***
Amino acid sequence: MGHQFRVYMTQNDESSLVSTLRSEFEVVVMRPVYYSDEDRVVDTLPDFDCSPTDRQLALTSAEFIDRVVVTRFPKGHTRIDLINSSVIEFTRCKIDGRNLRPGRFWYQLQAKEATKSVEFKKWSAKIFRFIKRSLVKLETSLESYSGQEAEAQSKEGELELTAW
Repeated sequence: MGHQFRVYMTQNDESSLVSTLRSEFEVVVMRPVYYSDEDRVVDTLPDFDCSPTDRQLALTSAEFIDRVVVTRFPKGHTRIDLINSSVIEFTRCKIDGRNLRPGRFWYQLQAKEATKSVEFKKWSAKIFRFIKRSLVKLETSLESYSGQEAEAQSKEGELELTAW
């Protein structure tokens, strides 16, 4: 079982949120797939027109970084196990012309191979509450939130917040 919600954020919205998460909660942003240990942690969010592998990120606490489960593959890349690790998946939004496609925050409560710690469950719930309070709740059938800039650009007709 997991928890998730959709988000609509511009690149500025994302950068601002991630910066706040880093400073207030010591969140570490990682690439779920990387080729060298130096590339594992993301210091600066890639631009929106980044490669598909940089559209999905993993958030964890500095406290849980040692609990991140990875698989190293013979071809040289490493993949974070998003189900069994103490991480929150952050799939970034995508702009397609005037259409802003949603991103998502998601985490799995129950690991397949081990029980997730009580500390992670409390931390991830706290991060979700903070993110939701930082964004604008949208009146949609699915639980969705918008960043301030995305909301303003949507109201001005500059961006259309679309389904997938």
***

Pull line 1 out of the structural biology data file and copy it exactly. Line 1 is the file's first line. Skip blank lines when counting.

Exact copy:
Amino acid sequence: MGHQFRVYMTQNDESSLVSTLRSEFEVVVMRPVYYSDEDRVVDTLPDFDCSPTDRQLALTSAEFIDRVVVTRFPKGHTRIDLINSSVIEFTRCKIDGRNLRPGRFWYQLQAKEATKSVEFKKWSAKIFRFIKRSLVKLETSLESYSGQEAEAQSKEGELELTAW